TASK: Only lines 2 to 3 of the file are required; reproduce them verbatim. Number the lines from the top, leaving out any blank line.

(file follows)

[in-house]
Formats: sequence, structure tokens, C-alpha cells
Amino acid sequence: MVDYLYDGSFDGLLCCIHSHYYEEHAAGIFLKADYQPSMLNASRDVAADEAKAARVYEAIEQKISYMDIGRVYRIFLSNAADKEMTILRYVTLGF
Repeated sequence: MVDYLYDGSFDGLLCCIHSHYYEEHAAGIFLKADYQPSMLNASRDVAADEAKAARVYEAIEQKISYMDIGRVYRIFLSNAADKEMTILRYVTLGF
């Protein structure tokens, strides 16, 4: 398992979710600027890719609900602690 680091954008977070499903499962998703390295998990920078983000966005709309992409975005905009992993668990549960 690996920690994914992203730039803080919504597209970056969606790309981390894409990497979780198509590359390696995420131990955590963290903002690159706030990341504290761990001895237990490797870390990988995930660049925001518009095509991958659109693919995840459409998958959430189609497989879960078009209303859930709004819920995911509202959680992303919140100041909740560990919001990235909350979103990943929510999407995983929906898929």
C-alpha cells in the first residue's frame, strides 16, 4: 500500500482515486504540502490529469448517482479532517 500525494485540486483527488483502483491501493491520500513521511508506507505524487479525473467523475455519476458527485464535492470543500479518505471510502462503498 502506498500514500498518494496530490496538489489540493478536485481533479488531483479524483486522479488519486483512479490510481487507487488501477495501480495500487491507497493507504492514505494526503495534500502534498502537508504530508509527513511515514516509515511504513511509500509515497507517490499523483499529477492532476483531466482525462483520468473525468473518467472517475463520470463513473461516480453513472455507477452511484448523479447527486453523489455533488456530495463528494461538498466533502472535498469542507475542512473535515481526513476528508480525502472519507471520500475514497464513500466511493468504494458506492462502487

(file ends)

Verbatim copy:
Formats: sequence, structure tokens, C-alpha cells
Amino acid sequence: MVDYLYDGSFDGLLCCIHSHYYEEHAAGIFLKADYQPSMLNASRDVAADEAKAARVYEAIEQKISYMDIGRVYRIFLSNAADKEMTILRYVTLGF